Supreme Court Clarifies Long Reach of Title VII in Religious Discrimination Case

July 1, 2015

By Anthony Scariano III and James A. Petrungaro

 

            The U.S. Supreme Court has weighed in again on unlawful employment practices. In EEOC v. Abercrombie and Fitch, the court analyzed the religious accommodation standard in Title VII of the Civil Rights Act of 1964, holding that discrimination occurs when an applicant’s need for a religious accommodation is a “motivating factor” behind the decision not to hire. What makes this case significant is that the court held that an employer commits religious discrimination where it fails to hire because of a candidate’s suspected need for a religious accommodation, even if an accommodation was not actually requested or needed.

            Samantha Elauf is a practicing Muslim who, as part of her faith, wears a headscarf. She applied and interviewed for a job at one of Abercrombie’s stores. Abercrombie has a “look policy” that prohibits its employees from wearing caps. Since Abercrombie’s interviewer was concerned that Elauf’s headscarf would violate the policy, the interviewer asked a district manager whether the headscarf would be a problem. In doing so, the interviewer informed the manager that she believed that Elauf wore the headscarf because of her faith. The manager told the interviewer that the look policy would be violated and directed the interviewer not to hire Elauf. The EEOC filed a lawsuit against Abercrombie on Elauf’s behalf, contending that Abercrombie intentionally discriminated against her by refusing to hire her.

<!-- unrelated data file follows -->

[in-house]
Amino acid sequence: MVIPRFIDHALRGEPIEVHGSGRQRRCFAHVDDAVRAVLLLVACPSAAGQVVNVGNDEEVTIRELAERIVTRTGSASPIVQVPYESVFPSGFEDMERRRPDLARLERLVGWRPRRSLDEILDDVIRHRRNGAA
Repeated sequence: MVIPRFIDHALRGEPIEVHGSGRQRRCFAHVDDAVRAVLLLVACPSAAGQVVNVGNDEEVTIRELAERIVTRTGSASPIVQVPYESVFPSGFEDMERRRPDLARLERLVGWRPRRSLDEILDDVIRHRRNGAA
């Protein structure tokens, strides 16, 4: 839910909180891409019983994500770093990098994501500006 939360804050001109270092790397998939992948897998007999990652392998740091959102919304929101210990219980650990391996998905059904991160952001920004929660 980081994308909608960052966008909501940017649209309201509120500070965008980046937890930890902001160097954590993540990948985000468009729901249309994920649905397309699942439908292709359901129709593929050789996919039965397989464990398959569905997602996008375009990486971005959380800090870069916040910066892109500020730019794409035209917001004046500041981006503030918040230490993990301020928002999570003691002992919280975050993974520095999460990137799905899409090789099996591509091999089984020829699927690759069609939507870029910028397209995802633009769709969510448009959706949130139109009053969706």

Abercrombie defended its decision by arguing that Elauf never asked for a religious accommodation, meaning Abercrombie did not actually know whether she was wearing her headscarf for religious reasons or whether she desired a religious accommodation. But the Court rejected that position, holding that Abercrombie’s motive was dispositive of the issue, not its actual knowledge. Notably, the Court’s reasoning in this Title VII case stands in stark contrast to its interpretation of the Americans with Disabilities Act, which prohibits discrimination based upon known disabilities.  

            In its decision, the Court also explained title VII’s religious accommodation standard as it applies to otherwise “neutral” workplace policies, such as Abercrombie’s “no cap” rule. There was not much dispute that Abercrombie’s “no cap” policy was neutral. But the Court clarified that a neutral policy cannot overcome Title VII’s religious accommodation standard, stating: “Title VII does not demand mere neutrality with regard to religious practices – that they be treated no worse than other practices. Rather, it gives them favored treatment…”

           The Court’s decision in Abercrombie exhibits the broad reach of anti-discrimination laws. Where employers make discriminatory hiring decisions, even if based upon a mere suspicion of an applicant’s need for religious accommodation, they risk being in violation of Title VII. Employers are also on notice that a religious accommodation need will prevail over neutral employment policies, though the Court did not rule out the usual “undue burden” defense. If you have any questions or concerns about Abercrombie’s application to your interviewing or application process, please do not hesitate to contact us.